Moviegoer: Dune

Frank Herbert’s sci-fi epic is a visual feast in this clever adaptation

In theaters and streaming on HBOMax

By Diana Beechener

Paul Atreides (Timothée Chalamet: The French Dispatch) has greatness thrust upon him by both parents. He is the son of a powerful Duke (Oscar Isaac: Scenes from a Marriage) and a mother (Rebecca Ferguson: Reminiscence) who is part of the Bene Gesserit, a feared all-female religious order with psychic powers. Though Paul knows both his parents have big plans for him, he has another vision of his destiny.

Paul believes he’s meant to venture to Arrakis, which is convenient since his family has just been placed in charge of the spice harvests on the planet. Spice is a mineral essential to interstellar travel, and therefore the most valuable commodity in the galaxy. To the native people of Arrakis, the Fremen, it’s simply in the air and a holy substance. Colonizers have pushed the Fremen into hiding as they mine for spice, causing uprisings and instability in the region.

Paul and his father have plans to change this. They hope to work with the Fremen, to share the planet and broker a mutually beneficial peace. But these plans are complicated. The Fremen have no reason to trust colonizers after centuries of oppression. And the Atreides family are in a politically vulnerable position as other powerful clans hope to exterminate them and take over the lucrative trade.

Sound complicated? That’s the simplified version!

         A notoriously dense book series, Dune has suffered through a few subpar adaptations. David Lynch’s effort may be the most famous, with its unique aesthetic but a convoluted narrative and stilted acting. It’s nearly impossible to condense a 400+ page sci-fi novel into a two-hour movie, so director Denis Villeneuve (Blade Runner 2049) doesn’t try.

This Dune is a bold, beautiful adaptation of about half the first book, which poses a narrative problem— the movie leaves off without any real resolution, and some of the themes aren’t well developed. Poor Zendaya (Space Jam: A New Legacy) is essentially stuck in a perfume commercial—looking pretty and windblown in the desert—because her character only features in the latter half of the book and is relegated to Paul’s visions in this film.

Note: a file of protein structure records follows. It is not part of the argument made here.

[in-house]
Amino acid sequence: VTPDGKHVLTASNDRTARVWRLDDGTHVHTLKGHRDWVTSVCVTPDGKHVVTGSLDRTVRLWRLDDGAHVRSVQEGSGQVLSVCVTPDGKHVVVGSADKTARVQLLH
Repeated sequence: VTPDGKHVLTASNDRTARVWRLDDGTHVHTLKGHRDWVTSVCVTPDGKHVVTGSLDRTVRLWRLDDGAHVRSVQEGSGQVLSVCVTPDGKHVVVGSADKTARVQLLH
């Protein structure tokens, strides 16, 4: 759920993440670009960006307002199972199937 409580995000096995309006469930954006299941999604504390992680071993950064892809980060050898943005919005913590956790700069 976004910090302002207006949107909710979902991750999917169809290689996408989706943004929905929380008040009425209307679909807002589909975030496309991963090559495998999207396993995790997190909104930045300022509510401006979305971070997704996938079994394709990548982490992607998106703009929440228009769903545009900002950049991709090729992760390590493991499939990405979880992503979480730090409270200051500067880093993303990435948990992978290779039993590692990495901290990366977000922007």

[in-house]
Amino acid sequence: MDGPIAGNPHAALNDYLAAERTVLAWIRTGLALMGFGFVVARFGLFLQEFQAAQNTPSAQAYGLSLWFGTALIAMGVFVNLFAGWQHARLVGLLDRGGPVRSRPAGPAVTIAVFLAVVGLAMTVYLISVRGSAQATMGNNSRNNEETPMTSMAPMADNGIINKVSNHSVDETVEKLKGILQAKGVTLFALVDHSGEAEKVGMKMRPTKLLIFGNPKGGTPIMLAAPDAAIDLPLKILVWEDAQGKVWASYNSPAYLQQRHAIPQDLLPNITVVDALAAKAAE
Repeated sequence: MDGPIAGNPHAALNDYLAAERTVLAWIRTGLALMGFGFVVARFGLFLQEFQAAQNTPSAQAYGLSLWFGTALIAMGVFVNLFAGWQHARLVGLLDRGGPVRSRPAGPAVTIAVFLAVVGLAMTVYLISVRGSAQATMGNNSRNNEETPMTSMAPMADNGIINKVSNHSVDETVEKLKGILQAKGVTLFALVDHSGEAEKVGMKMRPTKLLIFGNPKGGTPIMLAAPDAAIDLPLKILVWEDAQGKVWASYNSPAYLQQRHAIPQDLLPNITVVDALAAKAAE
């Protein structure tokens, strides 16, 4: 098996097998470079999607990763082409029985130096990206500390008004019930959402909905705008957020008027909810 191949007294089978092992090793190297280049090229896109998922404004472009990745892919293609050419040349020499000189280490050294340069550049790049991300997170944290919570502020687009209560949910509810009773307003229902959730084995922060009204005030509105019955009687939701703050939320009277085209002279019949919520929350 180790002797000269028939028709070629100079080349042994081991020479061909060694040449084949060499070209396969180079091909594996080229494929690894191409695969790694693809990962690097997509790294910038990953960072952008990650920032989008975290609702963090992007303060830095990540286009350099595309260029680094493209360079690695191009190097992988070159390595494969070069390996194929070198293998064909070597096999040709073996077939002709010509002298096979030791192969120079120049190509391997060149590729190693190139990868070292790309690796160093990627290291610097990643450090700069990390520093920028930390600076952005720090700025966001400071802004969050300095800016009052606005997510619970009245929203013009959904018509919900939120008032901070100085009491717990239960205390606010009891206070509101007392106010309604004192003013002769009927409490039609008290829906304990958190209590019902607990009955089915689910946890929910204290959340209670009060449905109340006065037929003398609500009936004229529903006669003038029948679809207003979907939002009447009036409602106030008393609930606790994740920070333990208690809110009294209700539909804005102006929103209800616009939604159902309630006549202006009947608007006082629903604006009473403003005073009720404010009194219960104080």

Still, this meticulous adaptation of the story is engaging in spite of its two-and-a-half hour running time. The movie imparts plenty of information, outlining the political machinations and different worlds involved without ever seeming to drag, a testament to the film’s pacing.

Villeneuve has built his reputation as a filmmaker upon his visual mastery, and he excels in bringing to life Dune’s collection of worlds and giving an immense scope to the battles. Many of the shots in Dune are simply stunning, with CGI that looks natural.

Though it will premiere both in theaters and on HBOMax, it’s a film that shines on the big screen; if you feel comfortable venturing to a theater, please do.

         Most of the flaws found in Dune come from the limitations of the narrative. The book series, which is ultimately about the dangers of a messiah figure, features some extremely clichéd tropes (granted a few of these clichés were popularized by Dune). Paul is the archetypical Chosen One, complete with a savior storyline. Because this is telegraphed so early in the film, there are very few narrative surprises (certain things need to happen for our hero to have his hero’s journey).

         Though Dune isn’t reinventing the wheel narratively, it certainly stacks the deck with acting talent. Chalamet, Isaac, Ferguson, and Stellan Skarsgård all shine in this epic tale. Skarsgård in particular makes skin crawl as the politically and morally corrupt Baron Vladimir Harkonnen, a man determined to exterminate the Atreides family. Chalamet also does an admirable job of keeping Paul’s trope-ridden story from seeming like too much of a slog.

         If you’re in the market for a new epic sci-fi film series, Dune’s first entry proves extremely promising. With the stunning visuals of Lord of the Rings and the crowd-pleasing themes of Star Wars, Villeneuve’s film should earn a devoted following.

Good Sci-Fi Epic * PG-13 * 155 mins.